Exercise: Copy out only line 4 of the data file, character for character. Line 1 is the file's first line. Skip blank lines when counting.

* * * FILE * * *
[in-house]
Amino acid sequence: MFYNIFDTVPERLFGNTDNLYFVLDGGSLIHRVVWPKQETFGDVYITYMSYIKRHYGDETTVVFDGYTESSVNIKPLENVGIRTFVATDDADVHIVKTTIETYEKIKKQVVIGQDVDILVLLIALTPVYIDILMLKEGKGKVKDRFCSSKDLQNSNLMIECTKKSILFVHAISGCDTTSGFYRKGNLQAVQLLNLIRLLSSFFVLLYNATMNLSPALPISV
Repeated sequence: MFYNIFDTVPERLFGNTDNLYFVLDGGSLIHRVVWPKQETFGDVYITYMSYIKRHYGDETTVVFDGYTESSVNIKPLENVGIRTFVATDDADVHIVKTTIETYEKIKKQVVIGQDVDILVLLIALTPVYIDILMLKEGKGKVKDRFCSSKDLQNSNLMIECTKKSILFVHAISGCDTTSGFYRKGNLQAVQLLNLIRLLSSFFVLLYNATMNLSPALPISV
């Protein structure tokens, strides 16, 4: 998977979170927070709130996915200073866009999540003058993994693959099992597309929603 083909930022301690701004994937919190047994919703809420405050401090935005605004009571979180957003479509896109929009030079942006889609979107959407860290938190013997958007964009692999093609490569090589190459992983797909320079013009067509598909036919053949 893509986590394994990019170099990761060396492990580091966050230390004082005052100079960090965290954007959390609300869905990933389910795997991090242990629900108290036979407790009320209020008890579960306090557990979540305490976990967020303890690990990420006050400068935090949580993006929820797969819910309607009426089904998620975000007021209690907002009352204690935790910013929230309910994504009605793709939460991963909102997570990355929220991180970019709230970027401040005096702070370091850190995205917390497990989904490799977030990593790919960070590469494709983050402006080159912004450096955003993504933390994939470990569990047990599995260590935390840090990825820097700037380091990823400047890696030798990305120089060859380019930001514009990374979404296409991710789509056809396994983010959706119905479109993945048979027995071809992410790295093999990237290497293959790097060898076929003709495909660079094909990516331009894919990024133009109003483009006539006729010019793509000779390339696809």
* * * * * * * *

């Protein structure tokens, strides 16, 4: 998977979170927070709130996915200073866009999540003058993994693959099992597309929603 083909930022301690701004994937919190047994919703809420405050401090935005605004009571979180957003479509896109929009030079942006889609979107959407860290938190013997958007964009692999093609490569090589190459992983797909320079013009067509598909036919053949 893509986590394994990019170099990761060396492990580091966050230390004082005052100079960090965290954007959390609300869905990933389910795997991090242990629900108290036979407790009320209020008890579960306090557990979540305490976990967020303890690990990420006050400068935090949580993006929820797969819910309607009426089904998620975000007021209690907002009352204690935790910013929230309910994504009605793709939460991963909102997570990355929220991180970019709230970027401040005096702070370091850190995205917390497990989904490799977030990593790919960070590469494709983050402006080159912004450096955003993504933390994939470990569990047990599995260590935390840090990825820097700037380091990823400047890696030798990305120089060859380019930001514009990374979404296409991710789509056809396994983010959706119905479109993945048979027995071809992410790295093999990237290497293959790097060898076929003709495909660079094909990516331009894919990024133009109003483009006539006729010019793509000779390339696809």